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Thursday, March 20, 2014

Laser Therapy Works Like Magic!


Laser therapy is a cutting edge treatment option for many medical conditions. Around the world, laser therapy is rapidly becoming the choice for pet owners seeking painless, non-invasive, and drug free treatments for a wide variety of injuries, pain, syndromes, neurological conditions and pathologies for their pets. It can heal wounds and fractures up to 60% faster and reduce the cost of treatment for many conditions.


Laser therapy is a natural method of healing that uses specific wavelengths of light to administer accurate measured doses of energy directly to a treatment site. Laser therapy works in several ways to heal injuries and manage pain. It increases the release of endorphins (natural painkillers) and decreases inflammation and nerve conduction which helps return tissue to a normal state. 


Laser therapy is used to treat many medical conditions including soft tissue wounds, surgical incisions, ear infections, ulcers, burns, stomatitis (gingivitis) and any type of pain.



Low Level lasers send accurately measured, non-thermal photons of light to the appropriate treatment sight. These light waves supply energy to the body as they penetrate up to 4 inches of the skin's layer's, optimizing the immune responses of the blood. This has anti-inflammatory and immunostimulant effects, supplying vital oxygen and energy to every cell. This enables cells to heal and repair themselves at a greatly accelerated rate.


Laser therapy sessions speed up the healing process in the cells that can help create a stronger and longer lasting effect. Many conditions are permanently resolved after completing laser treatments.


Monday, February 24, 2014

Why it is important to keep your pet's teeth healthy!


Just last week, we had 3 patients visit our practice with swelling of the jaw and face area. All were related to painful tooth issues which needed immediate attention. By the time you see swelling, your pet is experiencing pain and likely has an infection along with other dental related issues.


75% of pets suffer from dental disease by the time they're 3 years old.  Left untreated, dental disease can cause your pet pain and eventually lead to tooth loss,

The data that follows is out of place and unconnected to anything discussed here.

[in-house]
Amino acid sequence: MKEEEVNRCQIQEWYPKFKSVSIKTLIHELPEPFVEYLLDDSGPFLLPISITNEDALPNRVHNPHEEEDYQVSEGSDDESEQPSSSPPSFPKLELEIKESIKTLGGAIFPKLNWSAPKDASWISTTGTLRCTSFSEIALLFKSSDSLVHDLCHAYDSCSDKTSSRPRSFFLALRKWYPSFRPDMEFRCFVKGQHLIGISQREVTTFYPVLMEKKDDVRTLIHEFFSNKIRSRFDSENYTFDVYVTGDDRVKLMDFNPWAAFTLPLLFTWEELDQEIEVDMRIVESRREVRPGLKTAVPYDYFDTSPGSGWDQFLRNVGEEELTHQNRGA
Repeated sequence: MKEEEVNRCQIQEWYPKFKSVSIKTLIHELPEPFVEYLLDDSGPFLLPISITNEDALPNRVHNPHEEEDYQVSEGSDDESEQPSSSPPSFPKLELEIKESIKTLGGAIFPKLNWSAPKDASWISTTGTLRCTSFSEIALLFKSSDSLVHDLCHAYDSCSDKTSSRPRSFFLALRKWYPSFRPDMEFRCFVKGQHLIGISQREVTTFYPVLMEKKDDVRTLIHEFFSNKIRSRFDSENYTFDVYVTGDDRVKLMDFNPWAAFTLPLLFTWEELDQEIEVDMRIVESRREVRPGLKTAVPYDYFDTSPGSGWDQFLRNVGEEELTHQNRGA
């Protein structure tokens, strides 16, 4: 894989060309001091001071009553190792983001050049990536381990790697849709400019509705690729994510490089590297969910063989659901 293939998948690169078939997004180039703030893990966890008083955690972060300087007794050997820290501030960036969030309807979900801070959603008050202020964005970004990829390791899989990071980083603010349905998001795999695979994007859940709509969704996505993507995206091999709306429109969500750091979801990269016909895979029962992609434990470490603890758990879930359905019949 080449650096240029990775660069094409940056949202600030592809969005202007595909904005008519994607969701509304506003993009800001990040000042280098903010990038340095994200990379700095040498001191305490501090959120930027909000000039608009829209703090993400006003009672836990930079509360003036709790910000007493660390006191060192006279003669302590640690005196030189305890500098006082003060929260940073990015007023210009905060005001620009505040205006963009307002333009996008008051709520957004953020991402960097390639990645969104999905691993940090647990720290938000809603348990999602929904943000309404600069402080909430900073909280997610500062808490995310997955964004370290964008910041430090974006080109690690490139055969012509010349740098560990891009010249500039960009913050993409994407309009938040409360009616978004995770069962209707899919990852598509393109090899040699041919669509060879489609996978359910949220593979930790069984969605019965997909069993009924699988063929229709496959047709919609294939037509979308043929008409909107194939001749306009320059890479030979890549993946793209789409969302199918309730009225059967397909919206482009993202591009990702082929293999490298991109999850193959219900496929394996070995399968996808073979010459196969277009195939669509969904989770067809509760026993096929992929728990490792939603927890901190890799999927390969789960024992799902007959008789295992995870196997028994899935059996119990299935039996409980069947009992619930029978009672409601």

kidney damage, heart disease, and many other complications. And here's a sobering fact: dental disease can lurk beneath the gums, not readily visible. Fortunately, this threat to your pet's health can be avoided with simple preventive measures like regular dental cleanings.


February is dental month but really, every month should be dental month. Visit your veterinarian to learn how to care for your pet's teeth. Simple things like brushing, giving dental treats, and having regular oral examinations will keep your pet's mouth healthy. We all know what it feels like when we have dental issues. The problem is that our pets cannot tell us when they are in discomfort. They may stop eating or playing as actively and we may just contribute that to aging or other issues. Taking care of your pet's teeth will allow a longer, more active and healthy life!
Watch this short video for some great information http://www.youtube.com/watch?v=j6gNkXpRZkE

Friday, February 14, 2014

Chronic Ear Infections



If you have ever experienced the pain and discomfort of an ear infection, imagine how your pet feels when they have an ear infection that keeps coming back or does not heal properly. Many patients come to us for ear infections. Some have been suffering with the condition for many years, getting a small amount of relief from certain medications but never clearing the infection completely. 

Resolution of chronic ear problems requires a proper diagnosis. In order to do that, the organism causing the ear infection must be identified. Once this is done, an appropriate medical therapy can be instituted.